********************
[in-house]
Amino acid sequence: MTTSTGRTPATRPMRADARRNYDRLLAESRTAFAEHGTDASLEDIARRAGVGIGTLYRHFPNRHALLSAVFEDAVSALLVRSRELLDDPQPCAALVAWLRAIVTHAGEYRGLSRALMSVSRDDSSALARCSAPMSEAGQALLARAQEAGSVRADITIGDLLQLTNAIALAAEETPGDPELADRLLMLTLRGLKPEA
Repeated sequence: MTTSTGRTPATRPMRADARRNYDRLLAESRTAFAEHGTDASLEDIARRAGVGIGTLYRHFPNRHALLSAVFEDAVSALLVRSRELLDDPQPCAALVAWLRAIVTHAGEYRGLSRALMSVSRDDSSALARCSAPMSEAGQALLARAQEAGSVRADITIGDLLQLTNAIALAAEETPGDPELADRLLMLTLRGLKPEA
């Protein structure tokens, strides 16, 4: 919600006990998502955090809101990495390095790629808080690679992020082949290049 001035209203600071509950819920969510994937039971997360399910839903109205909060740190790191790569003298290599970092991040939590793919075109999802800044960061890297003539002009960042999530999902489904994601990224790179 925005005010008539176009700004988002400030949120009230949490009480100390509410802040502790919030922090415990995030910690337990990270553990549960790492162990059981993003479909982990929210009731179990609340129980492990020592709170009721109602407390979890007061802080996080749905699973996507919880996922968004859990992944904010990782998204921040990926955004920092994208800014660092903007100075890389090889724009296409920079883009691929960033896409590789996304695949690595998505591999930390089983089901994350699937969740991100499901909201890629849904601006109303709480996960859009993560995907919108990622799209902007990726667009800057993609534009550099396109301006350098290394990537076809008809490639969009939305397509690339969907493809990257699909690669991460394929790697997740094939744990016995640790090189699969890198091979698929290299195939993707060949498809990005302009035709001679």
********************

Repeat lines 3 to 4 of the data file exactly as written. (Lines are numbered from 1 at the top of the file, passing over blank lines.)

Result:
Repeated sequence: MTTSTGRTPATRPMRADARRNYDRLLAESRTAFAEHGTDASLEDIARRAGVGIGTLYRHFPNRHALLSAVFEDAVSALLVRSRELLDDPQPCAALVAWLRAIVTHAGEYRGLSRALMSVSRDDSSALARCSAPMSEAGQALLARAQEAGSVRADITIGDLLQLTNAIALAAEETPGDPELADRLLMLTLRGLKPEA
């Protein structure tokens, strides 16, 4: 919600006990998502955090809101990495390095790629808080690679992020082949290049 001035209203600071509950819920969510994937039971997360399910839903109205909060740190790191790569003298290599970092991040939590793919075109999802800044960061890297003539002009960042999530999902489904994601990224790179 925005005010008539176009700004988002400030949120009230949490009480100390509410802040502790919030922090415990995030910690337990990270553990549960790492162990059981993003479909982990929210009731179990609340129980492990020592709170009721109602407390979890007061802080996080749905699973996507919880996922968004859990992944904010990782998204921040990926955004920092994208800014660092903007100075890389090889724009296409920079883009691929960033896409590789996304695949690595998505591999930390089983089901994350699937969740991100499901909201890629849904601006109303709480996960859009993560995907919108990622799209902007990726667009800057993609534009550099396109301006350098290394990537076809008809490639969009939305397509690339969907493809990257699909690669991460394929790697997740094939744990016995640790090189699969890198091979698929290299195939993707060949498809990005302009035709001679």